Because allyship can't be proven with a few social media posts.
The last few weeks, and really, the last few centuries, have been exhausting for Black Americans. The violent cycle goes: trauma —> invisibilization —> normalization —> repeat. How do we stop the runaway train that is white supremacy? There’s no one answer—a complex problem needs many solutions. But the question I consistently pose to those who claim to support Black people is, “When is the last time you read a book written by a Black person of your own volition?”
The answer I often receive is silence and an averted gaze. But these books contain so many of the answers. Black people have been yelling and writing about the many paths to true equity since before this country was formally founded. Spoiler alert: the 28 days in Black History Month are not enough time to acknowledge this scholarship. Our contributions to this great nation cannot be confined to one short month, and your allyship cannot be proven with a few social media posts. The best way to show your commitment to the Black community today and every day is by genuinely engaging with us. That starts with the books.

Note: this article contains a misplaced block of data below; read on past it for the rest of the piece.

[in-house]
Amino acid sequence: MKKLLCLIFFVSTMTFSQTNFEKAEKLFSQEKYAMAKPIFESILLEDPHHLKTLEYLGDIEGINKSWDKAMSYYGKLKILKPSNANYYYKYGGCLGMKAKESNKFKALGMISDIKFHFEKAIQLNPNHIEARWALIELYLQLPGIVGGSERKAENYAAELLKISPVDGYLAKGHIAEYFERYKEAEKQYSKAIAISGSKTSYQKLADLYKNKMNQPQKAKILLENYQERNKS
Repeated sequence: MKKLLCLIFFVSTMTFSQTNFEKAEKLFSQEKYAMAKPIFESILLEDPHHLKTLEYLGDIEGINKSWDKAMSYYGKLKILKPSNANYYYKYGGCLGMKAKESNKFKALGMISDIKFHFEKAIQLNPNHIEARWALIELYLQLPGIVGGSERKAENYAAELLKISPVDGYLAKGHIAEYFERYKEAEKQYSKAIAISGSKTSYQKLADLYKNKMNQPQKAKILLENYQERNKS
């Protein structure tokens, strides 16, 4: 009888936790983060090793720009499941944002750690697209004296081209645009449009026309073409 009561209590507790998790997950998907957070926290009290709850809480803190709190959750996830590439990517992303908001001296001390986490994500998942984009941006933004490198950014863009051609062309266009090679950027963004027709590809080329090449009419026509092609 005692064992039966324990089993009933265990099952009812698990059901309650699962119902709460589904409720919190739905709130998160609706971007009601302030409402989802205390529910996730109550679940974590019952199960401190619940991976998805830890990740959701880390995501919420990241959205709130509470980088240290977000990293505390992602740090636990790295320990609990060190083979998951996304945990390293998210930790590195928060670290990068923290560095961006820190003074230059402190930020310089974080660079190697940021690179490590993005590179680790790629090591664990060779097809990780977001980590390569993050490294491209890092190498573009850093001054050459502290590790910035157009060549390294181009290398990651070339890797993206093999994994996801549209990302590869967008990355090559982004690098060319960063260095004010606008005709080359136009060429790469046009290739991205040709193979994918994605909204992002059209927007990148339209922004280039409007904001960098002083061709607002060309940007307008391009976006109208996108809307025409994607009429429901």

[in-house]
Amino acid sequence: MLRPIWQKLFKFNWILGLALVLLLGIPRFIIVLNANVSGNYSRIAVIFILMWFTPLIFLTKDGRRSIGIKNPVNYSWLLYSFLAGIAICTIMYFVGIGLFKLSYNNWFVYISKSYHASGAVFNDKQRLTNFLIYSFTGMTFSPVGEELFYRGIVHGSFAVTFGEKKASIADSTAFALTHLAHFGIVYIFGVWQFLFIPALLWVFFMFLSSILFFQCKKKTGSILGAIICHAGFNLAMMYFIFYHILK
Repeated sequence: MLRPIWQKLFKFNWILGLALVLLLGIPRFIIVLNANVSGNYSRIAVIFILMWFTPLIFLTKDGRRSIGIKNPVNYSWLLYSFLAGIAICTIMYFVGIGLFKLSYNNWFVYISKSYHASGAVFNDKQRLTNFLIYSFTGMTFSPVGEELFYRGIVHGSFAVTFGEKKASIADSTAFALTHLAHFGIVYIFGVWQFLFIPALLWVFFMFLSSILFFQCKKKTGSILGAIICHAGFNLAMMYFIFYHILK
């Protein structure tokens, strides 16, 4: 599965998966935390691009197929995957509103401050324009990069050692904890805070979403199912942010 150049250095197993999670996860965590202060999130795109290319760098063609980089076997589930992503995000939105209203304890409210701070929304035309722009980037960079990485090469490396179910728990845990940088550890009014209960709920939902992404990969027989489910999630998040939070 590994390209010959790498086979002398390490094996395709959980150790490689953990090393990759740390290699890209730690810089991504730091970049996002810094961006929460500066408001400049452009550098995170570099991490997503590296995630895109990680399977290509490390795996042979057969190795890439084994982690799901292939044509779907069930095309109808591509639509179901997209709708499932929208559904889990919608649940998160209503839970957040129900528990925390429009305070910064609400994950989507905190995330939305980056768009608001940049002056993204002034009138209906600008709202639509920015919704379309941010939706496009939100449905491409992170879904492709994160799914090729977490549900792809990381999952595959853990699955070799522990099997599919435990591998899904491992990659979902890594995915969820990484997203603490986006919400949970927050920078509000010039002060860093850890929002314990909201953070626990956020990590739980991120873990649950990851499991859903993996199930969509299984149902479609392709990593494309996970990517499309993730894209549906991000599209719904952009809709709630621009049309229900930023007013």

As James Baldwin said, "It was books that taught me that the things that tormented me most were the very things that connected me with all the people who were alive, who had ever been alive." There's no better time for stillness, independent learning, and empathy for those disproportionately impacted by systemic issues than right now. Below is a list of recommended reads from some of the greatest Black American authors, thinkers, and leaders. Hopefully you’ll find an answer to my first question. You'll certainly find that many of your questions about the Black experience are already answered around you.